Kevlar is a beautiful material. Even nature wouldn’t have invented one

Kevlar. This word has been heard at least once by anyone who is more or less interested in science. A beautiful material used to build body armor, motorcycle suits, tennis rackets, kayaks and even aircraft carriers. What’s so special about it? Can things get even better in the future?

Kevlar is a polymer of the polyamide group that was invented in 1965 in DuPont labs by a team of researchers led by Stephanie Kwolek. It is a material strong enough to stop spheres or blades, often described as “five times stronger than steel”. Although not an ordinary fabric, it is difficult to imagine the modern world without Kevlar (trade name).

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What is Kevlar?

Kevlar is a super durable plastic. It is formed during the polymerization process (joining molecules with long chains) and has amazing properties – they are due partly to its internal structure and partly to the method of producing fibers that are closely intertwined.

Kevlar is not a material like cotton – not everyone can produce it with the right raw materials. It is a patented material manufactured exclusively by DuPont chemists. It comes in two variants: Kevlar 29 and Kevlar 49 (other variants are available by special request). Chemically, Kevlar is similar to another protective material known as Nomex. Kevlar and Nomex are examples of synthetic aromatic polyamides or aramids. But what does that actually mean?

Kevlar

Synthetic materials are materials that are created under laboratory conditions – they are not produced in nature (like cotton or wool). The term “aromatic” means that Kevlar molecules have a ring structure similar to that of benzene. The term “polyamide”, on the other hand, means that the ring-shaped particles stick together to form long chains – they are arranged parallel to the Kevlar fibers, somewhat like rebar. Kevlar is a polymer because it is made of many identical molecules (monomers). Like Nomex, Kevlar is a distant “relationship” to nylon, the first commercially available superpolyamide, also developed by DuPont chemists in the 1930s.

Kevlar was originally developed as a lightweight convertible steel rim for car wheels, but today it is used in very different circumstances.

Kevlar Strengths and Weaknesses

The properties of Kevlar are unique in many ways. It is a strong material, but relatively light. The tensile strength of both Kevlar 29 and Kevlar 49 is more than eight times that of steel wire. Unlike most plastics, Kevlar does not melt quickly – it can withstand high temperatures and only decomposes about 450aboutC. The material is flammable but combustion usually stops when the heat source is removed.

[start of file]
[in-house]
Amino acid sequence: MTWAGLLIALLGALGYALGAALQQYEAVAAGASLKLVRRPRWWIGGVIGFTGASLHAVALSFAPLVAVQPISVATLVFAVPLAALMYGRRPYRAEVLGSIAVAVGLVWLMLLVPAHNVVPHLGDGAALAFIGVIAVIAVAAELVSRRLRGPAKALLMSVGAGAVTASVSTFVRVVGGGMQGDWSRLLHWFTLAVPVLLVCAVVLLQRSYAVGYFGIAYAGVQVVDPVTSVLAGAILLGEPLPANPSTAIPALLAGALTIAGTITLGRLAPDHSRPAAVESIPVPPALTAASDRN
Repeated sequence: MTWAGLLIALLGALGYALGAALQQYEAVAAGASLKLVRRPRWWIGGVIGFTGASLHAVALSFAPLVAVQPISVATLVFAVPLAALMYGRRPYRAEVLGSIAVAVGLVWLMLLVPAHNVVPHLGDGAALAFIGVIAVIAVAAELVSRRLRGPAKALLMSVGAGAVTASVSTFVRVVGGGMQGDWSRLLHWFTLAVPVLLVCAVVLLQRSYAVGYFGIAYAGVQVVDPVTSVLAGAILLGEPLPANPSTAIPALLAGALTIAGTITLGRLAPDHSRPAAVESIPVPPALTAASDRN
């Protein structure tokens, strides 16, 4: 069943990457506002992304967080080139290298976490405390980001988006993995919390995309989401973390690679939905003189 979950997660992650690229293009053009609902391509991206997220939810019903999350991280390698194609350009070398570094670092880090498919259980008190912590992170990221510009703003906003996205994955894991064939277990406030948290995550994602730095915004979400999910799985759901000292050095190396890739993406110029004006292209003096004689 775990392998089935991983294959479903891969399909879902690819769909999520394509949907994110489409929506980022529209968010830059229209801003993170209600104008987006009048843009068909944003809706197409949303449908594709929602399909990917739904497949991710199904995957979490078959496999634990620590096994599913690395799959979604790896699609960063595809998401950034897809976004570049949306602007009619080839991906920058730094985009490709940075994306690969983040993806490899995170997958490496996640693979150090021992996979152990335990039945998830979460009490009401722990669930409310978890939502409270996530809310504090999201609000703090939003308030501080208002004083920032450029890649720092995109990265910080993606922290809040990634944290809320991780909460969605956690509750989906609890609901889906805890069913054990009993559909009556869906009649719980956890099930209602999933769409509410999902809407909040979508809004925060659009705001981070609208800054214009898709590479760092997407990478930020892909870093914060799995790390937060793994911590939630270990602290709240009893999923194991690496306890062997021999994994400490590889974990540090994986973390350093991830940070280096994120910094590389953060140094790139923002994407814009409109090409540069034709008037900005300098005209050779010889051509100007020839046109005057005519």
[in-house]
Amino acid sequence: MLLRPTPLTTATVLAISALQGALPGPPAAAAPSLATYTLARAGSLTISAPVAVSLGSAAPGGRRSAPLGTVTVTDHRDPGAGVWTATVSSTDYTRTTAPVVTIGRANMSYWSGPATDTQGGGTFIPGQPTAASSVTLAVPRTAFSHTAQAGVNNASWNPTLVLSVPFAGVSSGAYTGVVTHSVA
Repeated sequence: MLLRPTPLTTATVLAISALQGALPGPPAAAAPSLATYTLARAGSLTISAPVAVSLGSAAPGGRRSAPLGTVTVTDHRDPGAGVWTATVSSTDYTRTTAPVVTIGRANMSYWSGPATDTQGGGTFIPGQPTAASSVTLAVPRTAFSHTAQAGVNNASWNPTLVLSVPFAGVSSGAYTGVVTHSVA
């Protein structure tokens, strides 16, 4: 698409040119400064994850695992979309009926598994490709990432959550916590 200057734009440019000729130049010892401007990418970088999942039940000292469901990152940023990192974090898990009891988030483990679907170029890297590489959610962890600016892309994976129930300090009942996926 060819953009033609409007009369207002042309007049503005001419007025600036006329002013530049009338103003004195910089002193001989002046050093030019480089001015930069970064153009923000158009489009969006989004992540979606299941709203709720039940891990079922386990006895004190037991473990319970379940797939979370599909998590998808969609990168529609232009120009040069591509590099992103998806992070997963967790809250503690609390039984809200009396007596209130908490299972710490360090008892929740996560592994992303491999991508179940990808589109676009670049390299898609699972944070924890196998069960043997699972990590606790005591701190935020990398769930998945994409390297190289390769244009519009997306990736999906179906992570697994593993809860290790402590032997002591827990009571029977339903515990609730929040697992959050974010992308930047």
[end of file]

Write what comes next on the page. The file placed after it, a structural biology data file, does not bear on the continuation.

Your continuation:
Kevlar is also impervious to extremely low temperatures. DuPont was not “brittle or chipped” at temperatures down to -196aboutC. However, it is susceptible to prolonged exposure to UV rays (eg sunlight), discoloration and some (but not complete) degradation of the fibers.

Kevlar is resistant to many chemicals, but even Kevlar will not survive prolonged exposure to strong acids or bases. Tests by DuPont engineers showed no change in Kevlar when exposed to hot water for more than 200 days.

However, it is not a perfect material. The highest is the very low compressive strength (despite high tensile strength). For this reason, Kevlar is not used in place of steel in architecture, such as building foundations, bridges, etc. – wherever compressive forces are common.

Applications of Kevlar

Kevlar can be used alone or as part of a composite material (one material combined with another) for added strength. Kevlar may be best known for its use in body armor and knife armor, but it has dozens of other uses as well. It is used to strengthen tires, brakes and bodies, boats and even aircraft carriers.

Kevlar is also used to increase the strength of fiber optic cables. This material was also used in the production of loudspeaker membranes, as well as the sails of racing yachts. It is also used in aerospace to reinforce composites with a polymer matrix.

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Xuetong Zhang’s team of the Chinese Academy of Sciences in Suzhou has developed a simple method for making Kevlar airgel fibers. This is a very important achievement, because aerogels are materials that are almost completely filled with air and exhibit poor mechanical strength. This can now be changed. Chinese researchers first made a suspension of Kevlar nanofibers by mixing a few grams of the material in dimethyl sulfoxide. They then formed gel fibers by extruding the slurry into a coagulation tub with a pump-driven syringe. Finally, the product was treated with alcohol and dried with a lyophilisate to remove the solvent. When frozen, the material expanded into a spongy matrix that transformed the Kevlar fibers into aerogels. Subsequently, airgel textiles were woven from it. Compared with various organic and inorganic aerogels, Kevlar airgel has similar surface area and same thermal conductivity, but greater mechanical strength. It also exhibits good thermal and fire resistance and can be painted and made hydrophobic.

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